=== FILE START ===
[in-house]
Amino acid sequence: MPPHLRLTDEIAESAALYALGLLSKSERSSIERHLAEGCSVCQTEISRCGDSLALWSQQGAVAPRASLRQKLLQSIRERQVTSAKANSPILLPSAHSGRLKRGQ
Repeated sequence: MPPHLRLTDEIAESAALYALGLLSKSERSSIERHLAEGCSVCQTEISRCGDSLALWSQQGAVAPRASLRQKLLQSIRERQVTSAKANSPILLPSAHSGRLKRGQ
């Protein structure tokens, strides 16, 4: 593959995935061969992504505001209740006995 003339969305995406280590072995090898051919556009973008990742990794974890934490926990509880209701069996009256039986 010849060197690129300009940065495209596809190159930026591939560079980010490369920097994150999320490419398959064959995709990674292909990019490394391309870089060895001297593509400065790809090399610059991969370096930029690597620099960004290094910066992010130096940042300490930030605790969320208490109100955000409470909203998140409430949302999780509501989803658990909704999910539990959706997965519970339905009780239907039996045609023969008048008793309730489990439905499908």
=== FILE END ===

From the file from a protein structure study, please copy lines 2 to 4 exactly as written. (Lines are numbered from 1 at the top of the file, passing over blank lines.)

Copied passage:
Amino acid sequence: MPPHLRLTDEIAESAALYALGLLSKSERSSIERHLAEGCSVCQTEISRCGDSLALWSQQGAVAPRASLRQKLLQSIRERQVTSAKANSPILLPSAHSGRLKRGQ
Repeated sequence: MPPHLRLTDEIAESAALYALGLLSKSERSSIERHLAEGCSVCQTEISRCGDSLALWSQQGAVAPRASLRQKLLQSIRERQVTSAKANSPILLPSAHSGRLKRGQ
């Protein structure tokens, strides 16, 4: 593959995935061969992504505001209740006995 003339969305995406280590072995090898051919556009973008990742990794974890934490926990509880209701069996009256039986 010849060197690129300009940065495209596809190159930026591939560079980010490369920097994150999320490419398959064959995709990674292909990019490394391309870089060895001297593509400065790809090399610059991969370096930029690597620099960004290094910066992010130096940042300490930030605790969320208490109100955000409470909203998140409430949302999780509501989803658990909704999910539990959706997965519970339905009780239907039996045609023969008048008793309730489990439905499908």